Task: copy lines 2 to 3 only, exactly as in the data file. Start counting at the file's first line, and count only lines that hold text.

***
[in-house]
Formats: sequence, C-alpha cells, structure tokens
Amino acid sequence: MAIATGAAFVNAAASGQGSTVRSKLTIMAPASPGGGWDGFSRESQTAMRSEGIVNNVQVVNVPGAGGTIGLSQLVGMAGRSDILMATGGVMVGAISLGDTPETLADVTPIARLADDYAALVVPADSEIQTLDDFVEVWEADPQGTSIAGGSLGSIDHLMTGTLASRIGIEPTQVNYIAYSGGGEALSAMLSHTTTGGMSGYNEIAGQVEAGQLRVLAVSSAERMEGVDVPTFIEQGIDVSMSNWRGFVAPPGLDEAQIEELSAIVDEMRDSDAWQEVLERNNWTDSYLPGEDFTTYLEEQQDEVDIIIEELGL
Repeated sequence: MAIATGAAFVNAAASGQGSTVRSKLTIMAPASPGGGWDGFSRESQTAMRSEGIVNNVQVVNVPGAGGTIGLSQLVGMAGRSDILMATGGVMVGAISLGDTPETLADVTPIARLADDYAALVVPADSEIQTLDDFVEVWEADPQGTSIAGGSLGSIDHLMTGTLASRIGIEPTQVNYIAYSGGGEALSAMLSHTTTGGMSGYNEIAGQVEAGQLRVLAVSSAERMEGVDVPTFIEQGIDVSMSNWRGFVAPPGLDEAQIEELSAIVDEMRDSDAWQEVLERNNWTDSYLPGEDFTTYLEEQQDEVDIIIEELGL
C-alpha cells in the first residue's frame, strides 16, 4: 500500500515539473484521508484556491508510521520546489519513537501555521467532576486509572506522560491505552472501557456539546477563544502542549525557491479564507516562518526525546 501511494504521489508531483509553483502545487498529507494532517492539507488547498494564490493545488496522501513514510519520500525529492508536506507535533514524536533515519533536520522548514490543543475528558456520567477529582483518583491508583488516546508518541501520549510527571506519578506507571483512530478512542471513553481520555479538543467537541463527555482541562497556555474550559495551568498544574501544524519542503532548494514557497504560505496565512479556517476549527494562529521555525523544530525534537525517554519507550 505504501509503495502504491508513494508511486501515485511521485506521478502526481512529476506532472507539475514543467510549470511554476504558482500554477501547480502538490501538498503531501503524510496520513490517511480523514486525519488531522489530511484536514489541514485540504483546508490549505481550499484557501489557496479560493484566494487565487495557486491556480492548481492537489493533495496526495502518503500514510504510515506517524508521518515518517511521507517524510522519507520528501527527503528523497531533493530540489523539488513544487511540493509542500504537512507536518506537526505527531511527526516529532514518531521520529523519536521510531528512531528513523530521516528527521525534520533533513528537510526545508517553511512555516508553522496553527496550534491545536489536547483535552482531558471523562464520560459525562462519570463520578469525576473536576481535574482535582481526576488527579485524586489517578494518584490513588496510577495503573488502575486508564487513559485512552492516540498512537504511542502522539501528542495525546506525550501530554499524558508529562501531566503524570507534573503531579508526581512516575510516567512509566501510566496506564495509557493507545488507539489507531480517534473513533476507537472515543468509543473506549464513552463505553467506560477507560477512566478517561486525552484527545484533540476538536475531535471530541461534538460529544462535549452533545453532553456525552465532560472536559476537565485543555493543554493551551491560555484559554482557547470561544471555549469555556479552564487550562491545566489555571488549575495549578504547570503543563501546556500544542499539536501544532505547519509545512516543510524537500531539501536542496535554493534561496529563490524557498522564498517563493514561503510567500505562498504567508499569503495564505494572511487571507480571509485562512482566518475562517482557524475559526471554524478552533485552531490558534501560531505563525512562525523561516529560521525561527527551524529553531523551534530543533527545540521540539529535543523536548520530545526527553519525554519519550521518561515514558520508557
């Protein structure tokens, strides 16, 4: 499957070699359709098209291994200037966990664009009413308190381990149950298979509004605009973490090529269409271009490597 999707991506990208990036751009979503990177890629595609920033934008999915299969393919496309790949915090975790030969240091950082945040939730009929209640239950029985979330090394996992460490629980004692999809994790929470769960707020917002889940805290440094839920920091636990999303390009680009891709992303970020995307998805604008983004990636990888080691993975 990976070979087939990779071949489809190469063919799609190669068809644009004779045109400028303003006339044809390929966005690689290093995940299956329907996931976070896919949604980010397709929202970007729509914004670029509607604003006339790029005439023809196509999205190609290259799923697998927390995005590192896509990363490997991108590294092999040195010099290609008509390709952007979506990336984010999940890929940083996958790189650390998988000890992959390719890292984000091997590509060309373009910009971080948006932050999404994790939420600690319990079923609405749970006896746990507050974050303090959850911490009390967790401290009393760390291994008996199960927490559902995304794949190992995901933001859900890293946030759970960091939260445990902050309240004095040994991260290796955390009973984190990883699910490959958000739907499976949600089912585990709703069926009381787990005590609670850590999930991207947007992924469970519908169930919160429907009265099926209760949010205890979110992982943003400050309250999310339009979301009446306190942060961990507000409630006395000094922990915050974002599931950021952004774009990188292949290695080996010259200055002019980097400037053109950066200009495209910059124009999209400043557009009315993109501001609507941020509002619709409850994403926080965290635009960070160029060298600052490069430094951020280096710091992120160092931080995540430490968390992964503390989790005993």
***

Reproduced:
Formats: sequence, C-alpha cells, structure tokens
Amino acid sequence: MAIATGAAFVNAAASGQGSTVRSKLTIMAPASPGGGWDGFSRESQTAMRSEGIVNNVQVVNVPGAGGTIGLSQLVGMAGRSDILMATGGVMVGAISLGDTPETLADVTPIARLADDYAALVVPADSEIQTLDDFVEVWEADPQGTSIAGGSLGSIDHLMTGTLASRIGIEPTQVNYIAYSGGGEALSAMLSHTTTGGMSGYNEIAGQVEAGQLRVLAVSSAERMEGVDVPTFIEQGIDVSMSNWRGFVAPPGLDEAQIEELSAIVDEMRDSDAWQEVLERNNWTDSYLPGEDFTTYLEEQQDEVDIIIEELGL